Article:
Saturday, December 18, 2004

You know you suddenly are left with a whole bunch more time on your hands than usual when you sit around contemplating the spiritual significance of an egg breaking. That's what I've been doing this morning (well, partly). Let me explain.

First semester is over, all the finals are done, and I've been sitting here, thinking about blogging and what final thoughts I might have on this semester. Then I got to thinking about one of the projects we had in 3D Design class this semester. The teacher called it the Egg Drop Project, which was an unfortunate name in my book because every time he'd say the words "egg drop" I'd start thinking about Chinese food. The fact that the class ended at noon didn't help matters any.

Anyway, the project was to build a structure out of only toothpicks and glue around an egg, which would keep the egg from breaking when dropped from about a 15' balcony outside our classroom. I had no idea what to do, having no experience with physics whatsoever. (I just checked my archives, and no, I haven't told you about this one yet. I'll post photos of what I built on my fotopage at some point.) The only thing that I really "knew" about eggs and how they function is that the ends are the strongest part of the shell and can withstand much more impact than the sides of the egg. So I made sure my egg was oriented vertically, and then just winged it from there.

That's where the spiritual parallels start. I got to thinking this morning about those projects that successfully kept the egg from breaking, and those that didn't (mine didn't). My structure was beautiful--colorful (I was the only one who used colored toothpicks), fancy (I also used a few of those frilled cocktail toothpicks in a vain attempt to maximize wind resistance), and oh-so-solid. There was nothing that was gonna break this structure! That was the problem. When I dropped my egg off the balcony, the structure remained intact; however, the egg, which was tightly encased in the structure so that it could not move, managed to move--it pretty much just shredded through the support sticks. The projects that were more successful used various methods of "shock absorbers"--parts that were designed to break away upon impact and cushion the fall of the egg so that it didn't break. These projects were, for the most part, not as "pretty" as mine, not colorful, but highly effective in doing what they were designed to do.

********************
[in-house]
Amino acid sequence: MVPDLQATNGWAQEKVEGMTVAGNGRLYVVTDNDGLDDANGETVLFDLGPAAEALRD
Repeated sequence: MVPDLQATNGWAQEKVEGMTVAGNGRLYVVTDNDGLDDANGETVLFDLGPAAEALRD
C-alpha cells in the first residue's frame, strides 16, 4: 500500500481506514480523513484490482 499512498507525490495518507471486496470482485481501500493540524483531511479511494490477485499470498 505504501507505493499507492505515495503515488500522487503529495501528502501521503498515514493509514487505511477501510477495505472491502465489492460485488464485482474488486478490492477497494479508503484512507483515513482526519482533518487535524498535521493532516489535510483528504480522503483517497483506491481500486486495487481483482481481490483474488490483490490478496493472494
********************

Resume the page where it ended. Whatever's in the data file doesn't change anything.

Some of you are maybe starting to get the idea. As I thought about the structures for protecting the eggs, I got to thinking about the "structures" for protecting us as Christians--the Church. My problem in building my egg structure was that I didn't allow for "grace". I was so focussed on building a sturdy, lasting, "beautiful" structure that I lost focus on the real center of the project--protecting the egg. And that's what happens so often in the church--we try to structure ourselves into eternity, making sure that the system survives and is lovely and attractive to people. And we succeed in having beautiful buildings, theologies, doctrines, or whatever--but we forget about the people who need to be protected by whatever structures that are set up. Without grace, the structure may survive, but the people will perish. None of us is truly able to stand up against the hard "sticks" of unwavering doctrines such as "if you commit (fill in the blank), you can have no place in the Kingdom of God!". That's why God sent Jesus--to fullfill the Law; to be the egg dropping in our place, if you will, so that we could access the grace that comes from having a Father so loving that He was willing for part of the Structure to be broken in order that the "egg" might survive.

posted by #Debi at 10:37 AM | permalink | 0 comments


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Hi, I'm Debi. Once in a while I have a thought and I like to write it down before it goes away. This is where I write it.

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